Working within the .NET Code First environment has many advantages. Code First gives you strongly typed classes that mirror the database environment because the actual database environment was built from these same strongly typed classes. For me the biggest advantage of Code First is that it writes and executes all of the database definition SQL for you. From creating the tables, to setting the primary keys, and establishing relationships between tables through foreign keys, Code First handles it all (or at least most of it). This is a HUGE time saver. Consider if you did it the “old fashioned” way by creating the tables, keys, etc. first using SQL, you would still end up creating strongly typed classes within your project. Code First saves you that hassle.

Joe already went over the model creation portion of Code First. This blog post will cover the database migration portion of Code First.

After you’ve created your model, you need to create a database migration. This can be done by utilizing the Package Manager Console within Visual Studio 12. The Package Manager Console can be accessed by going to “TOOLS > Library Package Manager > Package Manager Console”. After this console has opened, you can pin it to your work environment for easier access later. From the Package Manager Console (which is “PM>”), type “add-migration migration name” where migration name is the name you want to give to this particular migration. If this is the very first migration, something like “InitialDatabaseCreation” might be appropriate for the migration name. This command will create a C# class within the “Migrations” folder of your Model project. This class will have the name of your migration name and the class will contain two methods: “up” and “down”. The “up” method upgrades the database with your latest model changes. The “down” method can be used to rollback the migration’s changes after they have been committed.

The “up” method will contain code to create the various tables and keys based upon your entity model. A sample of the “up” method’s code is below.

The above example is creating a table called “DriverYears” which has a primary key on the “DriverYearId” field. The table also has four foreign keys to other tables and the “add-migration” command also added indices on those foreign key fields. The code above is a combination of C# and LINQ.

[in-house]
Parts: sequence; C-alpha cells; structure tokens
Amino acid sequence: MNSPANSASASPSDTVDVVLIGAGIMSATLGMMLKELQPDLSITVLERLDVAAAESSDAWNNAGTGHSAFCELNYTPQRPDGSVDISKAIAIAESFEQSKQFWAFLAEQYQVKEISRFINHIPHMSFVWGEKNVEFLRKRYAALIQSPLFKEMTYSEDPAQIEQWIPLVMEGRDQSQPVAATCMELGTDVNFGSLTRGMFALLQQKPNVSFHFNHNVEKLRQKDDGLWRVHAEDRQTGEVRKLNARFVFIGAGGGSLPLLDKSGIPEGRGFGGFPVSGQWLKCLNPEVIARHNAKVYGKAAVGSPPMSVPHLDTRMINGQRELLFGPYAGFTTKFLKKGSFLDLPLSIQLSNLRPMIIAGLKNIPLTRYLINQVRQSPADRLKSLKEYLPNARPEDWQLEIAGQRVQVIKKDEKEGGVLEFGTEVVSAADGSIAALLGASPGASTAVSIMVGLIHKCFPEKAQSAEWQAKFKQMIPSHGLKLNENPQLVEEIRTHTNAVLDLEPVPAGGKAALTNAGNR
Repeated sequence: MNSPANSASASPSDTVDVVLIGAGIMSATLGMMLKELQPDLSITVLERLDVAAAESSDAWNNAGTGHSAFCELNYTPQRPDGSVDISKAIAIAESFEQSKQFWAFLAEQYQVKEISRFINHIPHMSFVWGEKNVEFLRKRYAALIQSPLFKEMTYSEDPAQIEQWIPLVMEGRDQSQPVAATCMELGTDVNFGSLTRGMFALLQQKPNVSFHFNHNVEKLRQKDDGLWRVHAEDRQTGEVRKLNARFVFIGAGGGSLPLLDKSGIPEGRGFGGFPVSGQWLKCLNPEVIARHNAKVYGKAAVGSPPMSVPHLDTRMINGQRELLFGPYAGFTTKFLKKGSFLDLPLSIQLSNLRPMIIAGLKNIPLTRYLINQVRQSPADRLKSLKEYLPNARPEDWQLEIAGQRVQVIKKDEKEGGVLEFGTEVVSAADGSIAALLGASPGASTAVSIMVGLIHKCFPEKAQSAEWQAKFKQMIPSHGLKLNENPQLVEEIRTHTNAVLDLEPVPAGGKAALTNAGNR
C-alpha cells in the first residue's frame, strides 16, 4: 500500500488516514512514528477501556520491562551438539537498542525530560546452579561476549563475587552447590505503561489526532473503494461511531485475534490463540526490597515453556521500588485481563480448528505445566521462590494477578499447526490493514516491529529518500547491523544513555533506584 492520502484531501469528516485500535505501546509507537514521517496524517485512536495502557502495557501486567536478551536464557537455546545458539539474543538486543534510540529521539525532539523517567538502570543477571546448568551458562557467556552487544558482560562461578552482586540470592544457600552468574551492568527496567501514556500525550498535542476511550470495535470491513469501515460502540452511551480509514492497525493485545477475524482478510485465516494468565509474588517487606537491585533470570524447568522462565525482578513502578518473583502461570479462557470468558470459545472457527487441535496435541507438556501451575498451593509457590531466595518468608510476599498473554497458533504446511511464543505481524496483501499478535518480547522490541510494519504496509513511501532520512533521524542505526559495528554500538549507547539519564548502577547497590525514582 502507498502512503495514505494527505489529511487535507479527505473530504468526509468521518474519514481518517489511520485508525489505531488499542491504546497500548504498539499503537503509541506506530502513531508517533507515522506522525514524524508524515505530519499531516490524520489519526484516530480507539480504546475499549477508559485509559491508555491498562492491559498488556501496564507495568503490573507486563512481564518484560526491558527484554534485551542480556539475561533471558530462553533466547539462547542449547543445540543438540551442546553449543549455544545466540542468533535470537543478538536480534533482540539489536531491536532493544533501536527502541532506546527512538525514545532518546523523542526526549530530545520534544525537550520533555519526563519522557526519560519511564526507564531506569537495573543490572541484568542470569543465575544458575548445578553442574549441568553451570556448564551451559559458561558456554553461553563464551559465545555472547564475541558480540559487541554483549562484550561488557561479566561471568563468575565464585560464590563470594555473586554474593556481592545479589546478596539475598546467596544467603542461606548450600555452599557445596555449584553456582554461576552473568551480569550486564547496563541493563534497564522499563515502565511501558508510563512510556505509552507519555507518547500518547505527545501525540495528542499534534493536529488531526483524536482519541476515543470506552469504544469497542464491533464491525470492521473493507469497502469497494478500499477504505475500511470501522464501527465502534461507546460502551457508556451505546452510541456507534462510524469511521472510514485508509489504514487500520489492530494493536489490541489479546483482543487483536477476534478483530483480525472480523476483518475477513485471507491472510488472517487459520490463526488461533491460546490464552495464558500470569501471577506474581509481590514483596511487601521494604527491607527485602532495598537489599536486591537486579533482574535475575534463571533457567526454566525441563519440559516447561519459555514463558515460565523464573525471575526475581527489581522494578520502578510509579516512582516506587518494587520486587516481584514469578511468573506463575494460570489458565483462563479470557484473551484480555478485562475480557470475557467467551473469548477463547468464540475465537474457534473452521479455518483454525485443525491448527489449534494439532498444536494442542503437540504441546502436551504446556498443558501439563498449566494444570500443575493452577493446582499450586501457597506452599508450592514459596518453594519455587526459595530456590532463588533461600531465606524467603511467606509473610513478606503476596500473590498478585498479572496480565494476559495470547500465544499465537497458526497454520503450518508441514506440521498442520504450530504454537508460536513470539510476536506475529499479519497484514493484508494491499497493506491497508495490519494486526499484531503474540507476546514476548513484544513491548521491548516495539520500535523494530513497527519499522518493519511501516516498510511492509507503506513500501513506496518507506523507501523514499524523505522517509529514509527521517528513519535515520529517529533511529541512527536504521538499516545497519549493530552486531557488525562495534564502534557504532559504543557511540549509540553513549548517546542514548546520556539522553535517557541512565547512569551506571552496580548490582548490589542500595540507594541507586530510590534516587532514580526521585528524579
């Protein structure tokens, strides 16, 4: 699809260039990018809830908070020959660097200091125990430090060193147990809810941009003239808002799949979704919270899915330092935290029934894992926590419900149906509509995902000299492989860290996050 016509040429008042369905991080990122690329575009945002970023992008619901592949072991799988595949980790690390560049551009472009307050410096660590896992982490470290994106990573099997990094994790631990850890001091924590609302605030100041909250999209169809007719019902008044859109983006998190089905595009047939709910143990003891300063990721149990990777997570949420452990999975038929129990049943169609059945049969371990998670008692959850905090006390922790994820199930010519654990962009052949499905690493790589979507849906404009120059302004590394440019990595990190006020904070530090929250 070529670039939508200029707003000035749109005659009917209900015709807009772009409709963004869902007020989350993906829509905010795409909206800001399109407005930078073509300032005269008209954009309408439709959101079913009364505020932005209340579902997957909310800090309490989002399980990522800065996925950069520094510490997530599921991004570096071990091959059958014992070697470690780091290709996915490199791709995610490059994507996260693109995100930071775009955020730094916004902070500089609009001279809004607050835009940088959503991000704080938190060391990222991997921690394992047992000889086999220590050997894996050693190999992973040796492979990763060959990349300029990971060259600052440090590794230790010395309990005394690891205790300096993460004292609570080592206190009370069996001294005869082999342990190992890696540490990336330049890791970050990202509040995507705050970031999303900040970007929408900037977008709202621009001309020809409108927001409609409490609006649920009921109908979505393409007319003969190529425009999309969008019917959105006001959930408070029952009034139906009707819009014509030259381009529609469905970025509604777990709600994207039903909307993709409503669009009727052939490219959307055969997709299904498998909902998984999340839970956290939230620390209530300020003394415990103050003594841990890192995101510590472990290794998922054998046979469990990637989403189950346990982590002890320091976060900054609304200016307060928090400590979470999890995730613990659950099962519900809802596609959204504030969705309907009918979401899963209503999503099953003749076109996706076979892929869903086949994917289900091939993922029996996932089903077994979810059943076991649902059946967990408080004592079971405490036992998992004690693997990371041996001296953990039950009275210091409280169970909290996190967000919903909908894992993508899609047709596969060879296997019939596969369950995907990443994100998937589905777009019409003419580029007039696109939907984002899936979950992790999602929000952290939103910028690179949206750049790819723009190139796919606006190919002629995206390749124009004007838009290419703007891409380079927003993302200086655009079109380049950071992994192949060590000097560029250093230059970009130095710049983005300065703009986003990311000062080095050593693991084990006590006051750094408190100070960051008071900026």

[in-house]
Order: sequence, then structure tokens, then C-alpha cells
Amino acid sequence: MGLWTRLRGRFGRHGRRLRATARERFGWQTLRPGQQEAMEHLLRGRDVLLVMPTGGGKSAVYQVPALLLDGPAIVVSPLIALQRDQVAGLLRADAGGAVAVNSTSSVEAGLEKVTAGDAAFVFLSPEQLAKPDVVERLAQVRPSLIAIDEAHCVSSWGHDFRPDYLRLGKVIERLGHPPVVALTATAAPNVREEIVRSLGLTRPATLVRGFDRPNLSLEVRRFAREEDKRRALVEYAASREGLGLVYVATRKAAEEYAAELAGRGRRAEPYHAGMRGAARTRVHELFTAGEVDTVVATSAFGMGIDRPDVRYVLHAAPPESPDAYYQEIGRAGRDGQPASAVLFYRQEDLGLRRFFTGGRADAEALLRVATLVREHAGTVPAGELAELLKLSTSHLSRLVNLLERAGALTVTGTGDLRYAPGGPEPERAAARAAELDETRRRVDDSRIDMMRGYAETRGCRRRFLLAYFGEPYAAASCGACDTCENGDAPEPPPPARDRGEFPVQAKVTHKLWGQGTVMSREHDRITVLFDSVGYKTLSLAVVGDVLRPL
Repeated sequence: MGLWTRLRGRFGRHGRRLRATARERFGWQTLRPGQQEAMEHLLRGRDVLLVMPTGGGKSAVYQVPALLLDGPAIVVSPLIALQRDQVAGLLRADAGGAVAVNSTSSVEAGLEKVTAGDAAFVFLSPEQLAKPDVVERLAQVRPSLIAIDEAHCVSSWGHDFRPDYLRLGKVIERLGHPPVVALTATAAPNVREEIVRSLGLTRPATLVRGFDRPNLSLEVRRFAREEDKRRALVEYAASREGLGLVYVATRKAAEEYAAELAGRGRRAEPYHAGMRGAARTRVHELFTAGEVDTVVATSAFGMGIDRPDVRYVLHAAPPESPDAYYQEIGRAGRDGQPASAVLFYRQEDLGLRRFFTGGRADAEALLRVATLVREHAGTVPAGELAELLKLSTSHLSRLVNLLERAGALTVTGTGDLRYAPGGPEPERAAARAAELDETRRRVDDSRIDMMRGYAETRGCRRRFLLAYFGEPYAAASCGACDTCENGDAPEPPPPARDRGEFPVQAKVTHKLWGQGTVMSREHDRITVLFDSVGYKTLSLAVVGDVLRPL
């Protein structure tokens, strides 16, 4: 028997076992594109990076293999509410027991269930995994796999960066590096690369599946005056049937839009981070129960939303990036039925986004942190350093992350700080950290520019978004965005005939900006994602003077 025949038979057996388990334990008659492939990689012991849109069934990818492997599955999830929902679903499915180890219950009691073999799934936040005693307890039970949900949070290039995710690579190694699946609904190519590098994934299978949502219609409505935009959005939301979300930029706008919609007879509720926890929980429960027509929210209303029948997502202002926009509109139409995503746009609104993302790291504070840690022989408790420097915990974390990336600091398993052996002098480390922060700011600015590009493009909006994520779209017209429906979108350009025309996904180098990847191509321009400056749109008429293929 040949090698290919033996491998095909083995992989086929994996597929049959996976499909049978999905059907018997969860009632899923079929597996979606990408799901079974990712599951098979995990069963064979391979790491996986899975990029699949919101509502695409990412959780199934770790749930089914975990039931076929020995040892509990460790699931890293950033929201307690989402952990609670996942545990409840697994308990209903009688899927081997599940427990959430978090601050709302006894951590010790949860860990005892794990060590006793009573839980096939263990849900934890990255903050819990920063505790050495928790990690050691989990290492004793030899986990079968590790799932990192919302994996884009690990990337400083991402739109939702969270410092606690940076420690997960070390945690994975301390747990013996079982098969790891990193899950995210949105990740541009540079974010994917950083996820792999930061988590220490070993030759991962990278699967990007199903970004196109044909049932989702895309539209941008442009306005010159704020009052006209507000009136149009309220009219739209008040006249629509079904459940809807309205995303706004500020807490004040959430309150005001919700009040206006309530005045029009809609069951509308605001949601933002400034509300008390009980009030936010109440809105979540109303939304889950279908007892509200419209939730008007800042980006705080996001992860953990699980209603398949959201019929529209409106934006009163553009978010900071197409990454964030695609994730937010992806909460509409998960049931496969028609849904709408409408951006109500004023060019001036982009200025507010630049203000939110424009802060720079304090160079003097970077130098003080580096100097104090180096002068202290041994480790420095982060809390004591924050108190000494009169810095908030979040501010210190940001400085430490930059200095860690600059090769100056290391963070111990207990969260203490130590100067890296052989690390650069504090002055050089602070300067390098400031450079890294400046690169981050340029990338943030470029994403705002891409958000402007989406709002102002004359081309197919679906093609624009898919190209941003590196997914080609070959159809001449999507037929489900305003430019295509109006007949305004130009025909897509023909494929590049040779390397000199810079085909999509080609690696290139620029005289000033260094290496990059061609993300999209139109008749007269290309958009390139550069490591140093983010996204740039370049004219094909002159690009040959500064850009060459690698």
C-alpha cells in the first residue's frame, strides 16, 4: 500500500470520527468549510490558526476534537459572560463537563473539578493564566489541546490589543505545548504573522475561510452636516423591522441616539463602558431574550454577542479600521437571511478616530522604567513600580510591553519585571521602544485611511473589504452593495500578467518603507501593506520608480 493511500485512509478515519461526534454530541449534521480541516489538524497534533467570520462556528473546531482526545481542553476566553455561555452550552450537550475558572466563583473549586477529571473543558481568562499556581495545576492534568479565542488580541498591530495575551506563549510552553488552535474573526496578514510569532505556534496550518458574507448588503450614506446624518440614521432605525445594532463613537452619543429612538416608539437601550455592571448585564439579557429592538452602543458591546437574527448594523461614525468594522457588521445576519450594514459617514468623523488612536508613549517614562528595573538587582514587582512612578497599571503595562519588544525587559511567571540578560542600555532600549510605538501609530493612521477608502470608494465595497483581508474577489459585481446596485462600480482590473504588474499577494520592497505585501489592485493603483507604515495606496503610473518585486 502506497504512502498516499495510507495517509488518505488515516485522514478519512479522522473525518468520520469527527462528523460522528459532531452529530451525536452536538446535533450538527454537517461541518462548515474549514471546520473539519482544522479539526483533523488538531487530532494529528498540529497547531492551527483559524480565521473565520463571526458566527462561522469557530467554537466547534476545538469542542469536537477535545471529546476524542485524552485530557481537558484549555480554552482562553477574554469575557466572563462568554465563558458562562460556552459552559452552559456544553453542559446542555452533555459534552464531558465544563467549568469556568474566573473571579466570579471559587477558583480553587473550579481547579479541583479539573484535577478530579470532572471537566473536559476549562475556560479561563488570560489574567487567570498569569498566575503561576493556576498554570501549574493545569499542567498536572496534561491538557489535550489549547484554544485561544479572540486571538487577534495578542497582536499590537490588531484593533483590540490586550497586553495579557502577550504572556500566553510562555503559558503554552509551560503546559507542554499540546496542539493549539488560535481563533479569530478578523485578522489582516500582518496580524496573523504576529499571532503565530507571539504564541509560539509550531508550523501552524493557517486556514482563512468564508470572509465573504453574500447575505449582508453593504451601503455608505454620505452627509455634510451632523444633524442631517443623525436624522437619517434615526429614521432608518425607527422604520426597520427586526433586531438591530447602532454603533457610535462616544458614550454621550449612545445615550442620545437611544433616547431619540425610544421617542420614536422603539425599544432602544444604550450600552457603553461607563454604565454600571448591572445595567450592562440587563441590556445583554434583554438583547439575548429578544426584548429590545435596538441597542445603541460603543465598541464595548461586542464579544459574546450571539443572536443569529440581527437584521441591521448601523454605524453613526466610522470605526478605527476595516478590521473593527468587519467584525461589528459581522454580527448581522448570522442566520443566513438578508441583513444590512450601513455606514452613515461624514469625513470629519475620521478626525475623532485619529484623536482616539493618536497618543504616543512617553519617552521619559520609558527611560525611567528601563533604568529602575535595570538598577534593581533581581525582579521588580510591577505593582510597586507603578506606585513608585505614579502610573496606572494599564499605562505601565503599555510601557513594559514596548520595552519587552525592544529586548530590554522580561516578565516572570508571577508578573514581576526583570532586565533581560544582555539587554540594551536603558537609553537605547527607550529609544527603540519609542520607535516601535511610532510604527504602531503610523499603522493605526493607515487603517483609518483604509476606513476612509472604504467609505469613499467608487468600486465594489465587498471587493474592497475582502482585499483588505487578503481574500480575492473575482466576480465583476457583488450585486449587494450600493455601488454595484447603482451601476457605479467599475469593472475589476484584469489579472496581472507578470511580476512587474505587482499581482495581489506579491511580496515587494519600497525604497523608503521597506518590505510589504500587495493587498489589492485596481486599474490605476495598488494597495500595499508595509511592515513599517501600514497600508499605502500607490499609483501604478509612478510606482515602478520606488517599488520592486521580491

The “down” method contains code to undo any changes created by the “up” method. Most likely it will contain code to drop tables from the database. Below is a sample of the “down” method that was created using the “add-migration” command above.

You can see from the sample above that the “down” method will remove any database objects created by the migration’s “up” method.

If you were to connect to your database server at this point, you would not see a database pertaining to your project. The “add-migration” command only creates the migration; you still need to execute it using the “update-database” command. If you look at the C# migration code, you will not see any actual code to create the database. This is handled behind the scenes by the “update-database” command. The “update-database” command will look to see if the database used in your connection string exists on the database server. If there is no database with the name specified in the connection string, the “update-database” will create the database with all of the default values (database/log file name/location, language, settings, etc.). If you need to change any of these default values, you will either have to create the database manually or change these settings after the “update-database” command has been executed.

We are using the convention “project_(Local)” for the name of our database, where project is the name of your Visual Studio project. An example of the Derby project’s connection string is shown below. Using this convention makes it unnecessary for different developers to constantly having to change the connection string when getting the latest version of the project from the SVN.

From the prompt within the Package Manager Console, type “update-database” and hit “enter” (you can add the “-verbose” switch to see exactly what SQL scripts the “update-database” command is executing). This command will create the database (if necessary) and perform everything that is within any “up” methods for migrations that have yet to be executed. If you connect to your database server now, you will see your database with a table for every entity you created within your model.

Any changes to your model after the “update-database” command has been executed, will require the creation of another Code First database migration. Because you may have multiple developers working on the same project and making changes to the entity model, you may run into a case where your database is out of sync with the model. In fact, it may be several migrations behind the current model. You can see what state your database is in by looking at the system table “__MigrationHistory”. This table will show which Code First migrations have been executed against this database.